Eight months after Sin Capital Group unloaded its Robinson Road headquarters, a mixed-use building near swanky Orchard Road formerly owned by the Singapore private equity firm has been put up for sale at an indicative price of S$600 million ($442 million).
Sin Capital, currently mired in a dispute over the sale of its Fullerton Healthcare unit, had developed the 18-storey development at 28 and 30 Bideford Road in Singapore’s prime shopping district, with the project’s 168 serviced apartments under the Orchard Hills Residences banner and 54,512 square feet (5,065 square metres) of retail, office and medical space now ready for fresh ownership after bonds backed by the project were not repaid last year.
A joint tender for the newly completed building, scheduled to close on 15 February 2022, was announced last week by brokers Knight Frank and Colliers. A source confirmed to Mingtiandi that the seller of the property is SC Aetas, a former subsidiary of Sin Capital, which is understood to be under new ownership.
“This is a rare and attractive investment proposition for investors looking for a brand-new freehold trophy asset located in prime District 9,” said Daniel Ding, head of capital markets at Knight Frank Singapore. “The opportunity may be suitable for hospitality operators who seek a flagship hospitality asset, or investors looking to acquire a generational asset.”
Formerly the Thong Sia Building, now known as 30 Bideford Road, the property has a site area of 21,602 square feet and received its temporary occupation permit in early 2020. The site is zoned commercial and residential with a gross plot ratio of 4.9.
Designed by Japanese architectural firm Nikken Sekkei, the development sits 600 metres away from Somerset MRT station on the North-South Line and close to other high-end residences, hotels, offices and malls, including The Paragon, Ngee Ann City and Mandarin Gallery.
“Subject to the termination of existing leases at the property, the property will be sold with vacant possession on an ‘as is, where is’ basis, offering investors different options to maximise its potential,” said Tang Wei Leng, managing director of Colliers Singapore.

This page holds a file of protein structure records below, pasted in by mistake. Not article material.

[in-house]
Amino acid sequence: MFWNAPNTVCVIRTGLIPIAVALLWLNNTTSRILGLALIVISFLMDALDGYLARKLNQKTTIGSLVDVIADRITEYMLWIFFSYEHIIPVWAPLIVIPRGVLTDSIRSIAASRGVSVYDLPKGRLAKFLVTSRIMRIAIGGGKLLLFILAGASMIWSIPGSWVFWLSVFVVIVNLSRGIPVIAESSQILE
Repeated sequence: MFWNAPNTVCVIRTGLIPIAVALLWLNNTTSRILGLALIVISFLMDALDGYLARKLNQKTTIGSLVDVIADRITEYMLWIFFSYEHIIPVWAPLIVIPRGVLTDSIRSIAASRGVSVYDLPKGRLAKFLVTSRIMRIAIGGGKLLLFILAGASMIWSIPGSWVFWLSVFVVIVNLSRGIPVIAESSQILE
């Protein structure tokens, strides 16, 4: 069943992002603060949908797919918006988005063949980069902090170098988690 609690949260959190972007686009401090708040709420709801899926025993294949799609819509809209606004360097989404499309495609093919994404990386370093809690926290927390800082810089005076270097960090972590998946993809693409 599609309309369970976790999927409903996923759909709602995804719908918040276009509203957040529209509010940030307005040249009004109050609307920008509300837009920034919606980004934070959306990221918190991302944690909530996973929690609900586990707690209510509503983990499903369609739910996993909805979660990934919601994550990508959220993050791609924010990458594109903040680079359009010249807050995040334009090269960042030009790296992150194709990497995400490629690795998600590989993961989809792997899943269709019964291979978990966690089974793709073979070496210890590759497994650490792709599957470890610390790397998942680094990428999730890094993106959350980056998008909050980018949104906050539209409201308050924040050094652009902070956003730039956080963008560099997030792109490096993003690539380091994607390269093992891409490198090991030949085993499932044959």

Sin Capital bought the building in 2015 for S$380 million in what was then Singapore’s biggest-ever mixed-use collective sale. The property at the time comprised seven levels of commercial space and a 19-level residential tower of 37 apartments.
Led by local entrepreneur David Sin, Sin Capital operates out of a 12-storey tower at 108 Robinson Road, formerly known as the Finexis Building, which the private equity firm sold to US-based PGIM Real Estate for S$143 million ($107.6 million) around April of this year.
Sin Capital has also been seeking a buyer for Fullerton Health, a medical services provider that the firm majority-owns. After an aborted attempt to list on the Singapore Exchange six years ago, Fullerton Health is now the subject of a power struggle between David Sin and Fullerton’s minority shareholders, physicians Michael Tan and Daniel Chan, who claim veto rights over a pending offer by US private equity shop Platinum Equity to buy the company.
With Fullerton in poor health and Sin Capital paring back its property portfolio, local property players have rushed in to fill the void.
In August, a consortium led by SGX-listed Boustead Projects paid S$117 million to acquire S$110 million in overdue mezzanine notes issued by SC Aetas and secured by the 30 Bideford Road property. Just a month later, Boustead announced that SC Aetas had failed to resume paying principal and interest on the notes and the consortium had taken ownership of the company’s share capital.
A Boustead representative told Shenton Wire that while the consortium now holds 100 percent of the company’s capital, any acquisition of the 30 Bideford Road property would have to proceed in accordance with an auction or bilateral sale process.
Whoever emerges as the new owner may be cheered by a reinvigorated residential market after new private home sales in the Lion City shot up 70 percent from October to 1,547 units in November, compelling the government to enact cooling measures.
“Singapore’s property market continues to attract investors internationally and domestically, and we are excited to engage with investors in this perfectly timed launch to ride on the recovery of the hospitality market, as international borders start to reopen due to the rising vaccination rates globally,” Colliers’ Tang said.
Pawara Laothamatas provided research for this story.
Note: An earlier version of this story indicated that Sin Capital was marketing the building. The article has been updated to show that Sin Capital no longer controls the vendor.